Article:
Hundreds of thousands of EU nationals and their family members are still waiting for an outcome on their settled status outcomes 10 weeks after the scheme was due to end, new figures show.
European citizens are being forced to delay plans to move to the UK to be with their loved ones, and are facing barriers to employment, due to long delays in the processing of EU settlement applications.
Following Brexit, EEA nationals and their family members who wished to stay in Britain have had to apply to the EU settlement scheme, which opened in March 2019, by 30 June 2021 or face becoming undocumented and therefore unable to work, rent and access other services.
New government data published on Thursday reveals 450,600 applicants are yet to receive a decision - one in 14 applications made since the scheme opened - the majority of whom applied before the deadline.
Shadow immigration minister Bambos Charalambous said it was “deeply concerning” that the government “had not put in sufficient support” to process the applications.
“People are being denied their rights and their lives are being put on hold as a result of these delays. The government must act swiftly to eliminate the backlog,” he told The Independent .
The Home Office claims that anyone who applied for the scheme by the 30 June deadline will “have their rights protected” until their application is decided.
But organisations supporting EU nationals say some people have been dismissed or rejected from employment because their applications were pending.
On applying to the scheme, applicants are supposed to receive a “certificate of application” (CoA) while they wait for a decision, which they can use as evidence of their status – but experts say it is sometimes taking months for people to receive this.
Dr Dora-Olivia Vicol, chief executive of the Work Rights Centre, said She was “deeply worried” by the fact that so many people were still awaiting an outcome, warning that “everyone stuck in the backlog risks being disadvantaged in employment”.
“We have already heard from several EU nationals who have been dismissed or rejected from employment because their applications were pending, and their employers struggled to verify their status,” she said.
“Not everyone is issued a CoA. Some people just got their confirmation via a letter or email; and in some cases no confirmation at all. We had a case like this in July, which resulted in the worker being dismissed.
“These people have lost their income, and have gone through an incredibly stressful time. Given the size of the backlog, I fear that they are just the tip of the iceberg.”
The delays are also forcing EU nationals who do not yet live in the UK to delay plans to move closer to their loved ones, as they are not permitted to move to Britain until they have their status confirmed.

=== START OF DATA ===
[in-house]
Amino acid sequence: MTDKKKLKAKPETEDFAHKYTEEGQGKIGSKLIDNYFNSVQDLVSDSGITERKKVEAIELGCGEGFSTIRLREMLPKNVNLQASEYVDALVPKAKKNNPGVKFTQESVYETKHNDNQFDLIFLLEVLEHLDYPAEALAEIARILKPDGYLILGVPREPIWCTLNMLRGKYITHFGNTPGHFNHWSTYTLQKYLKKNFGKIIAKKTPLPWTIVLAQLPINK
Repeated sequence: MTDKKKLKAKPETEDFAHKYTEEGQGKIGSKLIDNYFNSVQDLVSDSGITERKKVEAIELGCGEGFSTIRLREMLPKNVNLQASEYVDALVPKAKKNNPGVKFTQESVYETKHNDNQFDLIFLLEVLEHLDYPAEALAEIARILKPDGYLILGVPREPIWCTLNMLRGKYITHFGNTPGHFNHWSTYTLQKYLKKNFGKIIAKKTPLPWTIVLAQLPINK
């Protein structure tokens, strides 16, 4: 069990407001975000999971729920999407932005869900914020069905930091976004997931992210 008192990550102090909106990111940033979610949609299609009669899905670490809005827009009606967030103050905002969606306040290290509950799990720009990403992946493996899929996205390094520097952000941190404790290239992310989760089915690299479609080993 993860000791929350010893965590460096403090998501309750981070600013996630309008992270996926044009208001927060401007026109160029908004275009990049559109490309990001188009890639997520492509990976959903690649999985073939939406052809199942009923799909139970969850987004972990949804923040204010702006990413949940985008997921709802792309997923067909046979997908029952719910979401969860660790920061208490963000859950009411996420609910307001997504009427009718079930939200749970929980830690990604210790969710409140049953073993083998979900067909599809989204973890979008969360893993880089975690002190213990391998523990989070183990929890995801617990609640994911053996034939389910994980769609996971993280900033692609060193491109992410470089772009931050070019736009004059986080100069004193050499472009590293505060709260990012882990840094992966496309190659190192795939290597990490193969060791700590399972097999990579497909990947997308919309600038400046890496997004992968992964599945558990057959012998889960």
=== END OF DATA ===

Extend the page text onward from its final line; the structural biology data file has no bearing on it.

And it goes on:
German national Natalie Schuetz, 38, who has lived in the UK for 12 years, said she felt “mentally exhausted” after her mother’s plans to move to the UK to be closer to her had to be put on hold due to delays in the processing of her EU settlement application.
The marketing manager applied to the scheme on behalf of her mother, Angelica Schuetz, 65, who currently lives in Berlin, on 29 June after they decided that it would be best for her to move to the UK so that she could care for her as she gets older.
They had hoped to receive a decision within six weeks to then begin the process of selling her mother’s property, but they are still waiting – and her mother is yet to be issued with even a CoA to prove that she has applied.
“It’s impossible to make any plans. There’s no point in her putting her property on the market for potentially no reason. She doesn’t want to be left homeless. The not knowing is putting pressure on both of us – we’re in complete limbo,” she told The Independent.
“When I applied for settled status back in 2019 it took three and a half hours to get a decision. I understand that it might be taking a bit longer because we left it quite late and they’ve got the backlog, but to not even have received the CoA is a worry.”
Experts say that at the current rate of processing, it will take around 14 months for the Home Office to get through the backlog.
Luke Piper, head of policy at the3million, said the large number of people in the backlog could be put down to the Home Office’s refusal to extend the deadline on the basis that the coronavirus pandemic made it difficult for people to obtain the relevant documents to apply.
“Other countries extended the deadline to account for these problems - the UK didn’t. We are now seeing the consequences of this as incomplete applications take longer to decide. This is reflected in the data with a high backlog and slow decision rate,” he said.
Immigration minister Kevin Foster said: “We continue to work as quickly as possible to conclude applications, as well as supporting people with their late applications.
“Our message remains clear. The Home Office is looking for reasons to grant status rather than refuse. I would encourage anyone eligible who is yet to apply to get in touch and join the millions who have already secured their rights.”